Tuesday, December 27, 2005

GPS Finds the Mainstream

New York-based Mexens Technology LLC announced this week the official launch of its peer-to-peer GPS network Navizon, which the company has been testing since August.

Navizon enables drivers and pedestrians to navigate cities wirelessly. It works by synchronizing Wi-Fi and cellular signals to a central repository, offering public access to GPS data for major cities in the United States.

The software-based positioning service doesn't require a dedicated GPS device. It is compatible with Windows Mobile devices—including Pocket PCs and PDAs—or on cell phones that use Symbian Ltd.'s operating system.

Once installed, the application automatically maps the local landscape by calculating specific locations for all wireless access points and cell phone towers in the area.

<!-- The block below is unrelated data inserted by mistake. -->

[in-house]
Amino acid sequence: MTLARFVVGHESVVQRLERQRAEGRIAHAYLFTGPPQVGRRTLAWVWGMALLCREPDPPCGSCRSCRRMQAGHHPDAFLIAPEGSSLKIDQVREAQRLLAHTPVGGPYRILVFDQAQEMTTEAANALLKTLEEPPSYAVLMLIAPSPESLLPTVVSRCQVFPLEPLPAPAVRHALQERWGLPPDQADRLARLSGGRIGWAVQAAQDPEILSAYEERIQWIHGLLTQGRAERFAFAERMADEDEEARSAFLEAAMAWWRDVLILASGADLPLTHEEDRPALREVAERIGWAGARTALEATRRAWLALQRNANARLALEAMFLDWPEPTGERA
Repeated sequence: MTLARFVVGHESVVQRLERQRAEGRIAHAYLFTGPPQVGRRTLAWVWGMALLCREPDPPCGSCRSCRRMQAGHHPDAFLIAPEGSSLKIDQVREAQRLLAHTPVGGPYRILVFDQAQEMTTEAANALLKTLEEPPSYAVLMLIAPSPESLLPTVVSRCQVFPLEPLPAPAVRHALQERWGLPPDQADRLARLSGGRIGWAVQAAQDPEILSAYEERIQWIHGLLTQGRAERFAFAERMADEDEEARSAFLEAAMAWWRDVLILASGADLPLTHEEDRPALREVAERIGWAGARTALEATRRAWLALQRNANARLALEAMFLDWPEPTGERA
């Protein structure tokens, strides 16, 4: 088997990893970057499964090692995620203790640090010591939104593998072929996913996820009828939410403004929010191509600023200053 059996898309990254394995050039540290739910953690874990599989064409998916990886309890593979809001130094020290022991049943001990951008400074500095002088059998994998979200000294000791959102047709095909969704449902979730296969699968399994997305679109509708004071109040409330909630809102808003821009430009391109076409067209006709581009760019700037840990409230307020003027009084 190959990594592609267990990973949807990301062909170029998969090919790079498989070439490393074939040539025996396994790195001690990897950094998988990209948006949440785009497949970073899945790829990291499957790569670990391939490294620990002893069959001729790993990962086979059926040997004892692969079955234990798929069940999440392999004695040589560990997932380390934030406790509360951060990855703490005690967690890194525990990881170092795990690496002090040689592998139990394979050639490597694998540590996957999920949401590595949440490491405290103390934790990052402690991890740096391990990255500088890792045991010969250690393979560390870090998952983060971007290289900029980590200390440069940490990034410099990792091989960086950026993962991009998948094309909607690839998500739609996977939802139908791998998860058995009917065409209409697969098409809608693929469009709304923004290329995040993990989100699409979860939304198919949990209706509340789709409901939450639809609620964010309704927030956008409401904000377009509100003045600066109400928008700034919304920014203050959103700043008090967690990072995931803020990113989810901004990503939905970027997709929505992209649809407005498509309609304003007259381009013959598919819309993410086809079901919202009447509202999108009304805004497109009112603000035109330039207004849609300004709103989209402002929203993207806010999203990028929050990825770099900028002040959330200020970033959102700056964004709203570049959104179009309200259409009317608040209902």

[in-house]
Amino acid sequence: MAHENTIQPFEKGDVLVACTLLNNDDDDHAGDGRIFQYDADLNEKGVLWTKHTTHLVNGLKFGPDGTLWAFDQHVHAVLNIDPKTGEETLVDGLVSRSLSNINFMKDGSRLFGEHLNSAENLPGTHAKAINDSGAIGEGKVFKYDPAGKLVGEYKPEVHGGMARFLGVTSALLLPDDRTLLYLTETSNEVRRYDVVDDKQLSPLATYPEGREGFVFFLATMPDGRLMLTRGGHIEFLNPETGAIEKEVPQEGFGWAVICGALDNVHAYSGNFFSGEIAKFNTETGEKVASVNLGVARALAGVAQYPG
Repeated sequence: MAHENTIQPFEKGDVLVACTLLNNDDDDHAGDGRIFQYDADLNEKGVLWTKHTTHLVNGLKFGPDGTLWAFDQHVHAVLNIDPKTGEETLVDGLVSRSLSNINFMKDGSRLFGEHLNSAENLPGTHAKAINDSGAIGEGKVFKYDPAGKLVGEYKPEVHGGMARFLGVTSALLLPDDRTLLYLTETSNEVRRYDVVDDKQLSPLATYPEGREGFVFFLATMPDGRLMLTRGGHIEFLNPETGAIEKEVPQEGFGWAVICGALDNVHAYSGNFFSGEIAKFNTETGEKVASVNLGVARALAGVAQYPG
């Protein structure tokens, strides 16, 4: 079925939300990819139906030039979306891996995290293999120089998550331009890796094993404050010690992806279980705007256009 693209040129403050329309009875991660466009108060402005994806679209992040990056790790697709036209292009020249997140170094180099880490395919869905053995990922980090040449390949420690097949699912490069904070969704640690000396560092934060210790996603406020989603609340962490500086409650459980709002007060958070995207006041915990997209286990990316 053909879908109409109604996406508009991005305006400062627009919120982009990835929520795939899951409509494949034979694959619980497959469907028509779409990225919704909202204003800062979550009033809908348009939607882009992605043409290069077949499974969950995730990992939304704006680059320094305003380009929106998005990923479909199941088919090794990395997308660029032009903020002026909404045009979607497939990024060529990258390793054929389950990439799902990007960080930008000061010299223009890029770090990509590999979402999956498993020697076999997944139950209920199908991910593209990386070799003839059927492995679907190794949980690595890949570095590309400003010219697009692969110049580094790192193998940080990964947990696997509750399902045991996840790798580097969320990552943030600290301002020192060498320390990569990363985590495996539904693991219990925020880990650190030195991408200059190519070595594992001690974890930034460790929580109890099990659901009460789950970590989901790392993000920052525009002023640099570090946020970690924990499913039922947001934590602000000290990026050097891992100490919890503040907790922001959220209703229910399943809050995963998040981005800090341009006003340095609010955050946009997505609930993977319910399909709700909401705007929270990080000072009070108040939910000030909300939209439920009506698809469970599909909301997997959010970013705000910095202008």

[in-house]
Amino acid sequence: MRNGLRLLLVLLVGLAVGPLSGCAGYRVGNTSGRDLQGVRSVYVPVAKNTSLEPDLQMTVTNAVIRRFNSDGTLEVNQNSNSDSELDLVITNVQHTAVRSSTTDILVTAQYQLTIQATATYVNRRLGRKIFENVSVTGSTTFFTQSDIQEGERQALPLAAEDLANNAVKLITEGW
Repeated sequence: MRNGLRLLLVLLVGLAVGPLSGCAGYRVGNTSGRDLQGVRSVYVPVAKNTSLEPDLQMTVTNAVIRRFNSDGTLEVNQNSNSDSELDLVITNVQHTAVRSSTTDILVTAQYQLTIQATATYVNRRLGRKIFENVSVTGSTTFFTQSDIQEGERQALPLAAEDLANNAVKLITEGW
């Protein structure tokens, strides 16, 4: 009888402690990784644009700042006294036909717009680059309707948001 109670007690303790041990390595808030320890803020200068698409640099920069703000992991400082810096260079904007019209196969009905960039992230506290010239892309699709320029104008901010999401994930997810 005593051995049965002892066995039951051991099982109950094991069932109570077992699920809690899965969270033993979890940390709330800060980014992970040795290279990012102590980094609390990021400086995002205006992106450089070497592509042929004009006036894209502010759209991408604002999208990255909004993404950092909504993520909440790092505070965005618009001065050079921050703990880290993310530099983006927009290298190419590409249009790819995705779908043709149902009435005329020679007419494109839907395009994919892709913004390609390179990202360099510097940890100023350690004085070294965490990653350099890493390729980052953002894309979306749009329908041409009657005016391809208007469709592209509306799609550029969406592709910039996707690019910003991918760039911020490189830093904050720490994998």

At the same time, the software syncs to Navizon's Network Server to retrieve data from other users.

"Instead of satellite signals typically used by GPS devices, Navizon uses signals from nearby Wi-Fi and cellular towers," said Cyril Houri, founder and CEO of Mexens Technology. "By looking at the surrounding wireless landscape, the device knows where users are located and can thereby offer location-based services."

Navizon utilizes a P2P system to make available a communal database that houses positioning information for most major metropolitan areas in the United States. Each time a user synchronizes with the system, any new data is instantly saved.

The Navizon software is available to consumers as a free download. Mexens also offers a Solo Pocket PC Client application for customers who don't want to share data through the member network. Navizon Solo retails for $19.99.

0 Comments:

Post a Comment

<< Home